Edouard Mendy had suppressed it for far too long.
And when he finally gave vent to it — a close-your-eyes-and-let-it-all-loose roar — nobody who had just watched the last 20 minutes or so of Chelsea’s eighth league game of the season, their fourth against a fellow London club, would have begrudged him that rather primal moment.
This, really, is what makes the Premier League the best in the world: the reality that Brentford — a club tasting a first season of top-flight football since the year the late Jerry John Rawlings was born — could have the reigning European champions helplessly on the ropes and pummeling them, albeit without quite hitting where it hurt.
Chelsea’s remarkable level of organisation under current boss Thomas Tuchel is usually enough to keep even the most relentless and pedigreed of opponents at bay — see the effort at Liverpool, six matchdays ago — and it certainly helped here, as Brentford poured forward in a bid to avoid only a second league loss of the season.
Ultimately, though, what maintained the value of Ben Chilwell’s goal — a third in as many games for club and country — and kept the battling Blues from succumbing to the buzzing Bees was the bravery and brilliance of one man: Mendy.
The Senegalese made quite a few saves to keep the integrity of a heaving, chaotic Chelsea defence intact in those final minutes, but let’s distill the lot down to two that summarised all that Mendy is about.
The first came from Pontus Jansson — the centre-back, yes, which speaks volumes about just how little Brentford held back in trying to claw something from the game — as the Swede sought to squeeze in an equaliser from a tight angle.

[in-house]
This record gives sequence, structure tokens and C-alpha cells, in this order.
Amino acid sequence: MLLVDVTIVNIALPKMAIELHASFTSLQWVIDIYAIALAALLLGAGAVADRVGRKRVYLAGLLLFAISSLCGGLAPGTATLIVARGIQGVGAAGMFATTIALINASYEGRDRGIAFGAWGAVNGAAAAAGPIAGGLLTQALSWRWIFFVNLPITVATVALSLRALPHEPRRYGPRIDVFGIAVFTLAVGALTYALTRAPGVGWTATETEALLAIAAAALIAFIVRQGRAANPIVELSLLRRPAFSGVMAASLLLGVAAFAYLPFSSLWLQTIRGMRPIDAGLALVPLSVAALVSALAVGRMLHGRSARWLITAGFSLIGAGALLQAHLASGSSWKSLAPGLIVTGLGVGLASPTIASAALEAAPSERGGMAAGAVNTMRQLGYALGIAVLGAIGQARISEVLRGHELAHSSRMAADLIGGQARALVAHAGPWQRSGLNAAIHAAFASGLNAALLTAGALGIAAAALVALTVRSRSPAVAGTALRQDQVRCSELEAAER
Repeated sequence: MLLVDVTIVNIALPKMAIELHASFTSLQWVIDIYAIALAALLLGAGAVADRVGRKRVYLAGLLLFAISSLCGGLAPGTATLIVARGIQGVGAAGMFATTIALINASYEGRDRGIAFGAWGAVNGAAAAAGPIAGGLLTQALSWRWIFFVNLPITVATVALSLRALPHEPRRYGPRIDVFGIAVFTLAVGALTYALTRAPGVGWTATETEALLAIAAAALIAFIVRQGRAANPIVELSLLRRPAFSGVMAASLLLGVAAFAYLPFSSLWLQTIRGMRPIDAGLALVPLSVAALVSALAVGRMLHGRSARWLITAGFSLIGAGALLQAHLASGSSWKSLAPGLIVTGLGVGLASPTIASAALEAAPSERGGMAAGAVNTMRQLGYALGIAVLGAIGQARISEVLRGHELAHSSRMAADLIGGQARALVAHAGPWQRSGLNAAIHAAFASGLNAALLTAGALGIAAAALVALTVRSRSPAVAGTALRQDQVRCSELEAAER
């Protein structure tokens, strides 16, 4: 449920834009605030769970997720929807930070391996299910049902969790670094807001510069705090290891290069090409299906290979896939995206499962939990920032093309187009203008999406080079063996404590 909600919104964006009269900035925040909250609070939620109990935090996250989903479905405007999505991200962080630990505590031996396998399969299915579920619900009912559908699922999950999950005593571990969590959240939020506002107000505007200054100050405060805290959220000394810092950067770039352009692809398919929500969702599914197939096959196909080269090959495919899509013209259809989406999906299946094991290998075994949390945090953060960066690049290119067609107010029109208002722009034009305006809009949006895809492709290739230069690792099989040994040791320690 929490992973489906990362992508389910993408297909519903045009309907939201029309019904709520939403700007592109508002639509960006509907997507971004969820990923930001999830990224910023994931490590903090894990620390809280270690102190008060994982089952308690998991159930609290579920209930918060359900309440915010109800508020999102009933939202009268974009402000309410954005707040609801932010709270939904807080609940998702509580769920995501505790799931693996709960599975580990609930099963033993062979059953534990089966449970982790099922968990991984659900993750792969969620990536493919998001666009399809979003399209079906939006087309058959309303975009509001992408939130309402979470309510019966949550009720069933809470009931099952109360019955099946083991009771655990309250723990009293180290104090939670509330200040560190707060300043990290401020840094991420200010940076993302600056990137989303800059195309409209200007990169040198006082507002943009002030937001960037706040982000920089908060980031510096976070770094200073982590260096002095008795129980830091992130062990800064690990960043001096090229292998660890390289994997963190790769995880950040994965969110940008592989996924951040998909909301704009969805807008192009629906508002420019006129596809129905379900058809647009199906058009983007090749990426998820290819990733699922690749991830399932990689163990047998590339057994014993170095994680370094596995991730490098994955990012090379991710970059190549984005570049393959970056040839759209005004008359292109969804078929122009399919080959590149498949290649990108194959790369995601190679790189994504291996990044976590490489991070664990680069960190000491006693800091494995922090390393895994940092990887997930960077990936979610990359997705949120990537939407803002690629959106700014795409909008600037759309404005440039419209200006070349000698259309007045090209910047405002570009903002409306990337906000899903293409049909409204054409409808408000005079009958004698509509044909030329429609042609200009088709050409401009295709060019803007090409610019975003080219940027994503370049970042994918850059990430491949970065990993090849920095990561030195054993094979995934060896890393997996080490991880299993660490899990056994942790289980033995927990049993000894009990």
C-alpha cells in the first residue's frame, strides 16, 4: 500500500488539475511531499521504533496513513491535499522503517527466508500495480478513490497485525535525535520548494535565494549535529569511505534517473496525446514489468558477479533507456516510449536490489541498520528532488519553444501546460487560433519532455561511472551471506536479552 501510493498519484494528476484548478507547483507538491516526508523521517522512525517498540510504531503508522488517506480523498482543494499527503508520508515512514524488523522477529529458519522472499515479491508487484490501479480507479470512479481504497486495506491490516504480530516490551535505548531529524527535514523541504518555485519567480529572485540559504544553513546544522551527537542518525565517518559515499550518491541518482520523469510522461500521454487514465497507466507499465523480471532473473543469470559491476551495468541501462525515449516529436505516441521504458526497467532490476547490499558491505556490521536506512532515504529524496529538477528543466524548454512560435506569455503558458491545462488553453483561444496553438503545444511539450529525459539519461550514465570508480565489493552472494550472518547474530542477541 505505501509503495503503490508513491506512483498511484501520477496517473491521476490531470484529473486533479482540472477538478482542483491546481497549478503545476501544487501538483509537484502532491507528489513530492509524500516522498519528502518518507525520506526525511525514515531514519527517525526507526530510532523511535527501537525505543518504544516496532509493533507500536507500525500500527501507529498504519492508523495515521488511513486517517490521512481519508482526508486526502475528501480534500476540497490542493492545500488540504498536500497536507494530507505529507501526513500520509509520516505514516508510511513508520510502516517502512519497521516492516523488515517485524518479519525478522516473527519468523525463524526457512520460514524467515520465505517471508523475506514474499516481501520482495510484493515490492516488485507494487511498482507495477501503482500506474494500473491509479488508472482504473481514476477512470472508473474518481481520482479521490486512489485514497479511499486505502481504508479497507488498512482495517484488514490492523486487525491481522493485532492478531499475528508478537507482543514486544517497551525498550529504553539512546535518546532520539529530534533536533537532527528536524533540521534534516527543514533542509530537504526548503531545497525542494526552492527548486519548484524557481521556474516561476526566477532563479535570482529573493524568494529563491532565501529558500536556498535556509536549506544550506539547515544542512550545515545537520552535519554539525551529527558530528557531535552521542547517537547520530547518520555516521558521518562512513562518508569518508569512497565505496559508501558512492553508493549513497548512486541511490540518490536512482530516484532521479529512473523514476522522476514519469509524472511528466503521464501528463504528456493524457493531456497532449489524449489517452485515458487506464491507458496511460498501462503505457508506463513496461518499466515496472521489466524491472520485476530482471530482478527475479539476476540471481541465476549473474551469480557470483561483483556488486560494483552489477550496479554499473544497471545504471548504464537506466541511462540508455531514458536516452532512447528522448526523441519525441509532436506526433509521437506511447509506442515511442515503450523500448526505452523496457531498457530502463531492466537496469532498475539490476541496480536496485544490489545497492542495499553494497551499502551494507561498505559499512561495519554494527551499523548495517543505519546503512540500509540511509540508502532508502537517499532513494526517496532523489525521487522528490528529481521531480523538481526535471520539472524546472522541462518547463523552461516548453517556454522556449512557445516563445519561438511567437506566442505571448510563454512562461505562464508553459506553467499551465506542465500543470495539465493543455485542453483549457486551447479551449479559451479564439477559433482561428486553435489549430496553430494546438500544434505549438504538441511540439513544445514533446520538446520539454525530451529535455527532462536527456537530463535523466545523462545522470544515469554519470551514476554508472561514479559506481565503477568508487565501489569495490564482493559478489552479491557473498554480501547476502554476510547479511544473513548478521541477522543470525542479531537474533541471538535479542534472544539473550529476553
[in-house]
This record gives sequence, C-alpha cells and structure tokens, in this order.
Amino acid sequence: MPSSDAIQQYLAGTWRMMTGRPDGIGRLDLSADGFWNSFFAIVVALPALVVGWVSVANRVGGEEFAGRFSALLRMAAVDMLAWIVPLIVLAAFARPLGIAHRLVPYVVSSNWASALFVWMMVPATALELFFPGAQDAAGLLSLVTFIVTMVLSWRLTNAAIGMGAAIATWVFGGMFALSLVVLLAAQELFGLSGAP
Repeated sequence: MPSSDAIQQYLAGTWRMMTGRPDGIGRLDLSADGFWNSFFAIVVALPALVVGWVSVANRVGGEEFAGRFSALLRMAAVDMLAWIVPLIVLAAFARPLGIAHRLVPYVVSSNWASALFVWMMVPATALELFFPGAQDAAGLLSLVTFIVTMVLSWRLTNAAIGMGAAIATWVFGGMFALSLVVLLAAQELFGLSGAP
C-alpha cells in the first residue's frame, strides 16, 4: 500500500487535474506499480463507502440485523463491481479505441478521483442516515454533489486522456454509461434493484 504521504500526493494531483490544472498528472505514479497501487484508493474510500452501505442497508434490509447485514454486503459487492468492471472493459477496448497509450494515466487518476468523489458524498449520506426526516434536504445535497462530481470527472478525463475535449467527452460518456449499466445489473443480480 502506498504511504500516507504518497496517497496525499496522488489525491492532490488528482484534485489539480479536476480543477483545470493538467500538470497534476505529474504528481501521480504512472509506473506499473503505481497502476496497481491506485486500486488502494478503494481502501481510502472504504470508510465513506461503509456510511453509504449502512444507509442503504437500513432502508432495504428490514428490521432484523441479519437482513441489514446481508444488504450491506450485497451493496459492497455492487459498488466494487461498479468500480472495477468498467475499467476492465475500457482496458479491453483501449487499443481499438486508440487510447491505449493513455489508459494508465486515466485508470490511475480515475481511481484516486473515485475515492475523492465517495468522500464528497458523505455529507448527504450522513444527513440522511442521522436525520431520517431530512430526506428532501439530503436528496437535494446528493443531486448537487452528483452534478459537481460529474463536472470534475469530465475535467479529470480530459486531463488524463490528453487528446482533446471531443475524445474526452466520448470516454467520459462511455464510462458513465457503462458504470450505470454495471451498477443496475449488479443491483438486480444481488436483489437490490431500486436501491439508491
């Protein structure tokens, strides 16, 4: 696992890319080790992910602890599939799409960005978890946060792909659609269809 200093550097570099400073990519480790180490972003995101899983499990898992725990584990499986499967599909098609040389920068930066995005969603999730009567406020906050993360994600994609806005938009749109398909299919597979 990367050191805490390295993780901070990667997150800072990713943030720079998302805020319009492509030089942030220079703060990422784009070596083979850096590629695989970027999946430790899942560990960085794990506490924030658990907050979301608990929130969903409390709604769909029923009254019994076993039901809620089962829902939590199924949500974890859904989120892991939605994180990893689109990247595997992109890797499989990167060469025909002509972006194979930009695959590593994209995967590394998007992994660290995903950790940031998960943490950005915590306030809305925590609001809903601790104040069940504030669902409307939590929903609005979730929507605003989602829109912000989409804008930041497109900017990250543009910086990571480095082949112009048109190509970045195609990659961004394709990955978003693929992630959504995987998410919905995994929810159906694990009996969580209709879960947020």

Mendy stepped up in a bid to keep the ball out, and he did so quite effectively — only with, perhaps, that one part of his body he wouldn’t want getting in the way of a shot, especially one fired from such close range.
That ball to his face left him smarting, and left Chelsea contemplating the possibility of even having to bring on a replacement to see the game out, but Mendy brushed off the stinging blow to stay on the pitch — and in the thick of the action.
There was one last big save to make, from the foot of another Scandinavian. Christian Norgaard’s strike — a bicycle-kick — was much more spectacular than Jansson’s, and Mendy had to raise himself — literally — to that standard.
If the preceding attempt tested Mendy’s bravery, this one put the 29-year-old’s brilliance — his agility, specifically — on trial, but he acquitted himself very well.
Chelsea had a lot — and then some — to thank for this victory, Chilwell’s rocket aside; the woodwork intervened twice, Trevoh Chalobah’s goal-line clearance helped out on one occasion, and a collective doggedness did its bit in repelling the late swarm.
But Mendy’s singular excellence trumped all that, a fact not lost on anyone. Brentford manager Thomas Frank slapped Mendy’s palm harder post-match than he did any other Chelsea player’s. Teammate Romelu Lukaku, after another day of fruitless endeavour at the other end, hugged Mendy as though for dear life.
Then there was Antonio Rudiger: shut out of the matchday squad by a back problem picked up during the international break, but still very expressive on Twitter.
At the end of a week that has left many wondering if, indeed, there is any justice in the world — and, specifically, for the Black goalkeeper — over Mendy’s omission from the freshly released 30-man Ballon d’Or list of nominees, the European club game’s finest delivered the perfect riposte to his insulting, controversial exclusion.
Mendy has made his case since joining Chelsea last year, proving instrumental as they clinched UEFA Champions League glory. And if that statement hasn’t been deemed loud enough, well, this — the short trip to the Brentford Community Stadium, and the sterling shift he put in there — was quite an exclamation.
Yaw Frimpong — Ink & Kicks